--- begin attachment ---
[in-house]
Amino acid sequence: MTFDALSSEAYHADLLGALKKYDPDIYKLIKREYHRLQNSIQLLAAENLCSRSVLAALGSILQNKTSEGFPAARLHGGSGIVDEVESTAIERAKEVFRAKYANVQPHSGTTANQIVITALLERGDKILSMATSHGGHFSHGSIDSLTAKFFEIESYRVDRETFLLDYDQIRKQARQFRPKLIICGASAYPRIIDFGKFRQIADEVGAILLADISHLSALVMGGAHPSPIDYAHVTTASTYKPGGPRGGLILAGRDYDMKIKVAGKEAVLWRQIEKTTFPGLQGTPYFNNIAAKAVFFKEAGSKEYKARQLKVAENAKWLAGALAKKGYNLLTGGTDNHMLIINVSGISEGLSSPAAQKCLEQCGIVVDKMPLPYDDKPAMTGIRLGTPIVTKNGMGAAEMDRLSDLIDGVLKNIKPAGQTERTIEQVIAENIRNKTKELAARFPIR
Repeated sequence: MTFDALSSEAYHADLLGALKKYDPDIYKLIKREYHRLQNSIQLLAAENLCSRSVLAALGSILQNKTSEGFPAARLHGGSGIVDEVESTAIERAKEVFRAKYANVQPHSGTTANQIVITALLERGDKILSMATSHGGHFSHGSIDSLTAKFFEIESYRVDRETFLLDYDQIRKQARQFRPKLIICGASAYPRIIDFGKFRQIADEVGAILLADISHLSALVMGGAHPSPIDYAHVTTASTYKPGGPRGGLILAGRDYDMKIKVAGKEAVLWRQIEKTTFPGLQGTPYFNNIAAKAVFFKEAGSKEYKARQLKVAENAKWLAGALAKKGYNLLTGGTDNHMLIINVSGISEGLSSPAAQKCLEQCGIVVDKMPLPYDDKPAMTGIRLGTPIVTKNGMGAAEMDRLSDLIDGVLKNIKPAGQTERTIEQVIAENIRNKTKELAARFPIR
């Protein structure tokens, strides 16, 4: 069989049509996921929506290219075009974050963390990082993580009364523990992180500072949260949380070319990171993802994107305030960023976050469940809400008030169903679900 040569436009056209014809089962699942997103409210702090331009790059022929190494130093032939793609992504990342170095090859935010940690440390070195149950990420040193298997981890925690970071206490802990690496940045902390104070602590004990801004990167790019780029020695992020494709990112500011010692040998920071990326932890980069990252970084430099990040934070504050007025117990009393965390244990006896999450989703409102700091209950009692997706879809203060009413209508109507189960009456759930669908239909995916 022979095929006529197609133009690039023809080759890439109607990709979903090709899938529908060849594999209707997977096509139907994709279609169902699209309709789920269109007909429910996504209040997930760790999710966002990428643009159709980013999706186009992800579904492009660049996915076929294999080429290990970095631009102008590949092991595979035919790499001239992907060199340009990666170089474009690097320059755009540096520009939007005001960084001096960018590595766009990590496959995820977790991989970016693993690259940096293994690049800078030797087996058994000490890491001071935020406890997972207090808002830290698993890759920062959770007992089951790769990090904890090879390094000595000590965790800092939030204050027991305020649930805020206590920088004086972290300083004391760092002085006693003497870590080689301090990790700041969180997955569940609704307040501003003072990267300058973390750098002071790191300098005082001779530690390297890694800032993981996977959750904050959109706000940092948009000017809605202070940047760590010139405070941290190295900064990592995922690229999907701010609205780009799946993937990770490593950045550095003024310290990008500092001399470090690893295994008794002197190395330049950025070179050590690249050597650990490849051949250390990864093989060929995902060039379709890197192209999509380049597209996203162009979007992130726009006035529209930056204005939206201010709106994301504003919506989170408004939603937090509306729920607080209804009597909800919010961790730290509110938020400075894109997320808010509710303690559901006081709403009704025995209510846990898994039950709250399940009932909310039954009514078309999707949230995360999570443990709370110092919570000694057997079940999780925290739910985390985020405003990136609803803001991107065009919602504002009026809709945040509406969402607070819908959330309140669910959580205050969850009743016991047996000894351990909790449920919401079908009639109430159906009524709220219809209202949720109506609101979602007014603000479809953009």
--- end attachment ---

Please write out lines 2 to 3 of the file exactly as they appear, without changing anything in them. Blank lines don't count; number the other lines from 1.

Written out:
Amino acid sequence: MTFDALSSEAYHADLLGALKKYDPDIYKLIKREYHRLQNSIQLLAAENLCSRSVLAALGSILQNKTSEGFPAARLHGGSGIVDEVESTAIERAKEVFRAKYANVQPHSGTTANQIVITALLERGDKILSMATSHGGHFSHGSIDSLTAKFFEIESYRVDRETFLLDYDQIRKQARQFRPKLIICGASAYPRIIDFGKFRQIADEVGAILLADISHLSALVMGGAHPSPIDYAHVTTASTYKPGGPRGGLILAGRDYDMKIKVAGKEAVLWRQIEKTTFPGLQGTPYFNNIAAKAVFFKEAGSKEYKARQLKVAENAKWLAGALAKKGYNLLTGGTDNHMLIINVSGISEGLSSPAAQKCLEQCGIVVDKMPLPYDDKPAMTGIRLGTPIVTKNGMGAAEMDRLSDLIDGVLKNIKPAGQTERTIEQVIAENIRNKTKELAARFPIR
Repeated sequence: MTFDALSSEAYHADLLGALKKYDPDIYKLIKREYHRLQNSIQLLAAENLCSRSVLAALGSILQNKTSEGFPAARLHGGSGIVDEVESTAIERAKEVFRAKYANVQPHSGTTANQIVITALLERGDKILSMATSHGGHFSHGSIDSLTAKFFEIESYRVDRETFLLDYDQIRKQARQFRPKLIICGASAYPRIIDFGKFRQIADEVGAILLADISHLSALVMGGAHPSPIDYAHVTTASTYKPGGPRGGLILAGRDYDMKIKVAGKEAVLWRQIEKTTFPGLQGTPYFNNIAAKAVFFKEAGSKEYKARQLKVAENAKWLAGALAKKGYNLLTGGTDNHMLIINVSGISEGLSSPAAQKCLEQCGIVVDKMPLPYDDKPAMTGIRLGTPIVTKNGMGAAEMDRLSDLIDGVLKNIKPAGQTERTIEQVIAENIRNKTKELAARFPIR